Stay tuned for progress. In the meantime, here’s a few stories for past weavings in the Gaia series.
It’s usually about this time every summer that I become productive, knowing that my time is short before school starts. Not this year! I’ve been productive since the end of May, with a lot of projects in the works, and a whole bunch already completed. It feels very very good! The commission is done, I have two shows to create/finish pieces for, another commission to complete, a bunch of small studies to do, and about 6 unfinished quilts that have been around for a lot of years (some more than a decade). I do LOVE being productive, busy, and above all creative.
Now, I finished another small study on movement for the class I’m taking from Lyric Kinard and Quilt University. I realized as I finished quilting that I really do need to take a “before and after” photo of the fabric, because there really is a dramatic difference. For this piece, I tried a new marbling pattern – actually, I tried to create a pattern that would show movement. I really liked what I came up with – very festive, 4th-of-July feeling. The question was could I make it feel even more of an explosion with movement. I wanted to put this up for a challenge using the word “spark.” I thought of fire crackers, and then I wanted to combine it with the class assignment. Click so you could see the details.
One thing I have found as a result of the class – well, two things actually – I now feel I can create any type of line I want with my quilting, and I spend a lot more time thinking about how the quilting will accent the message of the piece. I started by doing a “loop” in free motion from the very center outward to the edge of the “center.” From there I quilted lines to accent the “rays” from the center of the piece. I used a Superior metallic for the center, and three different threads for the outer rays – a Rainbow in purple, yellow, and green, and two shades of gold metallic.
Already I was seeing more movement in the piece – but I wanted more….So I took the multicolored thread and stitched from the center out in a zigzag motion to add more of an explosive effect. Better. Then I took one of the metallics and did the same thing outside of the circle, but less dense than the previous. I did an “envelope” backing, and I am going to experiment with mounting this on canvas to see how it works/looks.
Overall, very pleased. I just wish I had the “before” picture. With that in mind, here are the “befores” for two more small studies in the works:
I will be curious to see how they work out and what they have to teach me.
This past April I was asked to do a commission for a friend of a friend, based on three things: 1) she loves our marbled fabrics; 2) she wants a fiber piece for a small area in her bathroom; and 3) she would like it to draw on the colors from the new granite counter tops. So for 6 weeks I’ve been mulling over possible designs, knowing that the final one would be based on what happened with the marbling session.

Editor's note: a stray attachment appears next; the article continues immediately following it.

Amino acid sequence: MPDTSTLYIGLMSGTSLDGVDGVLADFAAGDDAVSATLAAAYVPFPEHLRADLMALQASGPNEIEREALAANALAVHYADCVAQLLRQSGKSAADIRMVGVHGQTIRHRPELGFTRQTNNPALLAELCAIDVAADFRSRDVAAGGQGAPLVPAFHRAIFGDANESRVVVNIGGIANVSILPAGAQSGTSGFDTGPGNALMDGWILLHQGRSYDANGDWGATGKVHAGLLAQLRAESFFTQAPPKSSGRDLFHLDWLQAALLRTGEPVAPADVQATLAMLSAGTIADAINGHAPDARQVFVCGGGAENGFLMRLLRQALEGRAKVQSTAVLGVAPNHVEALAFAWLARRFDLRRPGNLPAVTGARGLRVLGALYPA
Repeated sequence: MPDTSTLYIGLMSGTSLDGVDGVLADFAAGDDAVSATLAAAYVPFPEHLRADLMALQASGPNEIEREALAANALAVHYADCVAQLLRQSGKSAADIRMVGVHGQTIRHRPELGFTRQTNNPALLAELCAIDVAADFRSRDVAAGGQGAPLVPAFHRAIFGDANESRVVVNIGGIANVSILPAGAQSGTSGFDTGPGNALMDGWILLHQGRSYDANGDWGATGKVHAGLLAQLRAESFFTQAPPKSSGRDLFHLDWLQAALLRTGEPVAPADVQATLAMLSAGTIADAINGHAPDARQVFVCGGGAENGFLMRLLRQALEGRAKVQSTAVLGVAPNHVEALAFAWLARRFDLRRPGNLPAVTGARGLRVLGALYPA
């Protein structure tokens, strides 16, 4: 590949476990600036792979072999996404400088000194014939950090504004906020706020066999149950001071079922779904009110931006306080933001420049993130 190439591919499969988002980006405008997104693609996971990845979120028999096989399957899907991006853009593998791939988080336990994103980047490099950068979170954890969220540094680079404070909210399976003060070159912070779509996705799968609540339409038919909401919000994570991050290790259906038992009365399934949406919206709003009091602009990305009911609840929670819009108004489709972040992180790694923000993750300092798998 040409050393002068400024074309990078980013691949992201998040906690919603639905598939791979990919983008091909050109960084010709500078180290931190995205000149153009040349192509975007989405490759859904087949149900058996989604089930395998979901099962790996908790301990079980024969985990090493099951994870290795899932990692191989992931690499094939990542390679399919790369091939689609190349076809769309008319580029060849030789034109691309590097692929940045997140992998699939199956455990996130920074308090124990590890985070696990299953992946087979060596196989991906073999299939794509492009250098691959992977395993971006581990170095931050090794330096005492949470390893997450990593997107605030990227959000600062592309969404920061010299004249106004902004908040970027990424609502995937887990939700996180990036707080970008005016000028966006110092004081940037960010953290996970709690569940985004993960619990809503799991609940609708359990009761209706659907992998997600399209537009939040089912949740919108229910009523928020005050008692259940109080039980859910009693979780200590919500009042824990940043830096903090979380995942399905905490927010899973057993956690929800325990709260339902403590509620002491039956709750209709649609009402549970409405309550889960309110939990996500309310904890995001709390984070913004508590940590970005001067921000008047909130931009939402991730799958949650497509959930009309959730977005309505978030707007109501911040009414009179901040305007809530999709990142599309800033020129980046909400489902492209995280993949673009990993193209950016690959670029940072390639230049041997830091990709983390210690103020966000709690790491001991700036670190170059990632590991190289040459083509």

We marbled yesterday, and I worked with the colors I thought would go with the granite – gray, black, brown, russet, copper. I tried a couple of different patterns, and what follows are the pieces I came up with. Warming – they’re pretty blah in the pictures….
I chose the stone pattern to begin, for two reasons. One, I like quilting that pattern, and two, I figured this would give me some ideas. Well…..it sure did. I started snapping pictures as I was quilting. I used a Rainbow thread from Superior (of course) in a rust shade to bring out the rusts in the painting on the opposite wall of the bathroom. It was just what it needed.
The texture is incredible and no longer flat. The piece also now has a title, “Hiking,” as its future owner hikes the mountains and canyons of Arizona – and especially Sedona – often.
This is so totally different from what I had originally been thinking. I know that this will act as the center medallion of the piece, so I went looking for coordinating fabrics – in my newly organized studio, so selecting was a breeze.
Lots more ideas, as the white area is probably going to become a small bubbly stream, and I pretty much know what’s happening with the borders, but that’s for another post.
As of yesterday I was finally able to finish the studio remake by actually cleaning off my sewing table, which had become the repository for all the loose ends. I can finally start working again. Hubby marbled on Thursday and enjoyed having a more organized and larger space. Here’s the “before” pictures….
We have (well, had – it’s gone the way of Craig’s List) lots of storage shelves that could be configured in a variety of ways. This is most of the marbling stuff, just kind of packed into various boxes, and not really easy to find anything. The shelves continue next to it, with more cloths, plastic, and trays. We had more of this shelving in the closet.
So much storage in the closet – lots of different containers and boxes collected over the years – fabric is kind of organized by color, but it’s a pain to get to. To the left is an old baker’s rack (like about 36 years old – from before I got married, and it has a new home).